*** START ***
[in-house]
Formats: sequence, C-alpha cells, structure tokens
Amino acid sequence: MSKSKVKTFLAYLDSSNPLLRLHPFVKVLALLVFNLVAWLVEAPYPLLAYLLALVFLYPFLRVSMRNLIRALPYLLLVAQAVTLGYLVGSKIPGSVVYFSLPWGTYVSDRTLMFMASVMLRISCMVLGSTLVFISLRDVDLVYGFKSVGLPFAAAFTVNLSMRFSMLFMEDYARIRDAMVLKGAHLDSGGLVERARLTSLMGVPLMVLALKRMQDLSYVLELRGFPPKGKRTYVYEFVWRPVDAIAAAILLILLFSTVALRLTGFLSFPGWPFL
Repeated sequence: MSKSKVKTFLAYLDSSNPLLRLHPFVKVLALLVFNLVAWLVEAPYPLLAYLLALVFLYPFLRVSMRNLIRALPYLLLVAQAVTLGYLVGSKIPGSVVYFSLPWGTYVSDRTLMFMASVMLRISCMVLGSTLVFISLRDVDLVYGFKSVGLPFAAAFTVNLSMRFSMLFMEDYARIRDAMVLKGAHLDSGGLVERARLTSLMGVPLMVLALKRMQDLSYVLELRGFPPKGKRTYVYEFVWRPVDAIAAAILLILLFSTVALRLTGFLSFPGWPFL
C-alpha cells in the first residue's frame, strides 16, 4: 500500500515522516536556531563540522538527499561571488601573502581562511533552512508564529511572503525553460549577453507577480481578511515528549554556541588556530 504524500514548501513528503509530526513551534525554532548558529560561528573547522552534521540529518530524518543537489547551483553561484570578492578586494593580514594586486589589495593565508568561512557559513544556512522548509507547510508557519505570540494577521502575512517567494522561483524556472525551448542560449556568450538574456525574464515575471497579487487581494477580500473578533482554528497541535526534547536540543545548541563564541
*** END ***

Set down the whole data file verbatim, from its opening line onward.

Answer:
[in-house]
Formats: sequence, C-alpha cells, structure tokens
Amino acid sequence: MSKSKVKTFLAYLDSSNPLLRLHPFVKVLALLVFNLVAWLVEAPYPLLAYLLALVFLYPFLRVSMRNLIRALPYLLLVAQAVTLGYLVGSKIPGSVVYFSLPWGTYVSDRTLMFMASVMLRISCMVLGSTLVFISLRDVDLVYGFKSVGLPFAAAFTVNLSMRFSMLFMEDYARIRDAMVLKGAHLDSGGLVERARLTSLMGVPLMVLALKRMQDLSYVLELRGFPPKGKRTYVYEFVWRPVDAIAAAILLILLFSTVALRLTGFLSFPGWPFL
Repeated sequence: MSKSKVKTFLAYLDSSNPLLRLHPFVKVLALLVFNLVAWLVEAPYPLLAYLLALVFLYPFLRVSMRNLIRALPYLLLVAQAVTLGYLVGSKIPGSVVYFSLPWGTYVSDRTLMFMASVMLRISCMVLGSTLVFISLRDVDLVYGFKSVGLPFAAAFTVNLSMRFSMLFMEDYARIRDAMVLKGAHLDSGGLVERARLTSLMGVPLMVLALKRMQDLSYVLELRGFPPKGKRTYVYEFVWRPVDAIAAAILLILLFSTVALRLTGFLSFPGWPFL
C-alpha cells in the first residue's frame, strides 16, 4: 500500500515522516536556531563540522538527499561571488601573502581562511533552512508564529511572503525553460549577453507577480481578511515528549554556541588556530 504524500514548501513528503509530526513551534525554532548558529560561528573547522552534521540529518530524518543537489547551483553561484570578492578586494593580514594586486589589495593565508568561512557559513544556512522548509507547510508557519505570540494577521502575512517567494522561483524556472525551448542560449556568450538574456525574464515575471497579487487581494477580500473578533482554528497541535526534547536540543545548541563564541